There was no doubt in my mind that some of our closest supporters doubted us as parents. After all here we were two moms raising a son. The model was always a mother and a father, so the concern was how Judah would become a man without that male influence in the home. First of all, it wasn’t as if our son would be void of any male role models. He had a wonderful grandfather, uncles and male cousins along with friend’s of ours. Meanwhile, I know many children who had a mother and a father (me for one) and the father was hardly ever home. AND when he was he certainly didn’t spend any time with the children. But to some that was better than not having a father at all. Well do you know what I say to that? Bull Crap! Meanwhile we knew though the proof would have to be in the pudding. Judah would have to be the one to show them he was as normal as any other kid.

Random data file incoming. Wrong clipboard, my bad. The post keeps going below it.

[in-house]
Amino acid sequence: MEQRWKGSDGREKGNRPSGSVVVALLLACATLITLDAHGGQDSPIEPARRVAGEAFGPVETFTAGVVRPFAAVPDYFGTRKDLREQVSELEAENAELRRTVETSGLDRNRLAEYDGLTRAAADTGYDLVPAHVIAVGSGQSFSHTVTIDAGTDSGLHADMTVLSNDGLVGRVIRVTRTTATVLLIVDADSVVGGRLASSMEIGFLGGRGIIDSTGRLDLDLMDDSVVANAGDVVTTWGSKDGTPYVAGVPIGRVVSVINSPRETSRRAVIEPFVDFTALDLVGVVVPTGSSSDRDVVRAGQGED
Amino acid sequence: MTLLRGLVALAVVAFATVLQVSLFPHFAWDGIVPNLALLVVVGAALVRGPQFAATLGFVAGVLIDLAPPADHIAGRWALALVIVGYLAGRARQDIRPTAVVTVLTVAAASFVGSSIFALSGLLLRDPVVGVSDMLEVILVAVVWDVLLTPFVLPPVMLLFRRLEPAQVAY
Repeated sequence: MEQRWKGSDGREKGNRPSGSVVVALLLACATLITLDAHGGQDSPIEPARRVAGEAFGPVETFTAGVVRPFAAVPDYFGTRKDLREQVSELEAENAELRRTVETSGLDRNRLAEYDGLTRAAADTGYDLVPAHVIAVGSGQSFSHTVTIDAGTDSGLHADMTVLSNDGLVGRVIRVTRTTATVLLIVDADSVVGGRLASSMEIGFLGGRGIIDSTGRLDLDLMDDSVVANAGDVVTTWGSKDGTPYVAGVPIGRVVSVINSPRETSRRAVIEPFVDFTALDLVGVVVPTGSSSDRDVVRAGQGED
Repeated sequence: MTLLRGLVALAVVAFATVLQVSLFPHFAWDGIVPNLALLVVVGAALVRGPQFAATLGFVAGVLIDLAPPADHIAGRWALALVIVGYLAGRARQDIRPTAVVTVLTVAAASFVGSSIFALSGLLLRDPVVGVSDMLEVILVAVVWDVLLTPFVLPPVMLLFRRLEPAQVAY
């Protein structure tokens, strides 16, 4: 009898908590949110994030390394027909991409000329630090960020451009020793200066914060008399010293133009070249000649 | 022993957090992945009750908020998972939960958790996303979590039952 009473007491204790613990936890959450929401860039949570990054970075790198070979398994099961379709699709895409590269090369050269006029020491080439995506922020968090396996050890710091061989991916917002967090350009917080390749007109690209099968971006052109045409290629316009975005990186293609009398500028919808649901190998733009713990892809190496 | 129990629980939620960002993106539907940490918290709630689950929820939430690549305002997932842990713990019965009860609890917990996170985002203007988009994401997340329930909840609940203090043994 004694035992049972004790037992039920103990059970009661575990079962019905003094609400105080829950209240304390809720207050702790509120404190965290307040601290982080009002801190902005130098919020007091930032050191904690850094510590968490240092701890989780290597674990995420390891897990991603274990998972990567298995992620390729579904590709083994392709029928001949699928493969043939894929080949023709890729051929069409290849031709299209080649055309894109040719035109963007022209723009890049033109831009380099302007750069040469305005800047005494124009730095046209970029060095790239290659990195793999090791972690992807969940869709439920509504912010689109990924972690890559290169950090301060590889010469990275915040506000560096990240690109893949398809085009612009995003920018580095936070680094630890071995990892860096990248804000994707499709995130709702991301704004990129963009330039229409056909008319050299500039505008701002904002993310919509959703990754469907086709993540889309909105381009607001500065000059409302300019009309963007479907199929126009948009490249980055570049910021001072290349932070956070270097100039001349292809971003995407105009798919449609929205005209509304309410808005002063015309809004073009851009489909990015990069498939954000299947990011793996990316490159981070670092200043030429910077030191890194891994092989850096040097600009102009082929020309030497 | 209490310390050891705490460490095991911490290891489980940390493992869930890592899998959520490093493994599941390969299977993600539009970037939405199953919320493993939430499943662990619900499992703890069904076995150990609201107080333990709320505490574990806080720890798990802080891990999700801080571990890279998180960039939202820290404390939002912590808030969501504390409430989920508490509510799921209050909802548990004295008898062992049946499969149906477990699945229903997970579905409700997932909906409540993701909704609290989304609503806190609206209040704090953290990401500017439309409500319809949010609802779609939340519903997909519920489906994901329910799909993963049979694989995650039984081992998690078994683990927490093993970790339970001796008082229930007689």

Listen, Carol and I were raised by heterosexual parents as most of us were. We both had a mother and father. However, our fathers were not involved in the raising of us. That wasn’t their job. I had a father but I really didn’t know him that well growing up. As kids the father was the parent to fear and the one to stay out of their hair when they were home. And so, technically we had dads. They lived with us. But emotionally my dad was not there. It’s difficult to hear people excuse how even an absent father was better than no father. Let me say this. I am not here to convince anyone to accept my family nor am I going to ever prove my existence. Let’s face it most who feel that way are usually backed by their religion so changing their minds has always been mute. HOWEVER, when one’s opinion crosses the line and tries to change or keep the laws from allowing me to be equal then that has always been a different story. That I will fight.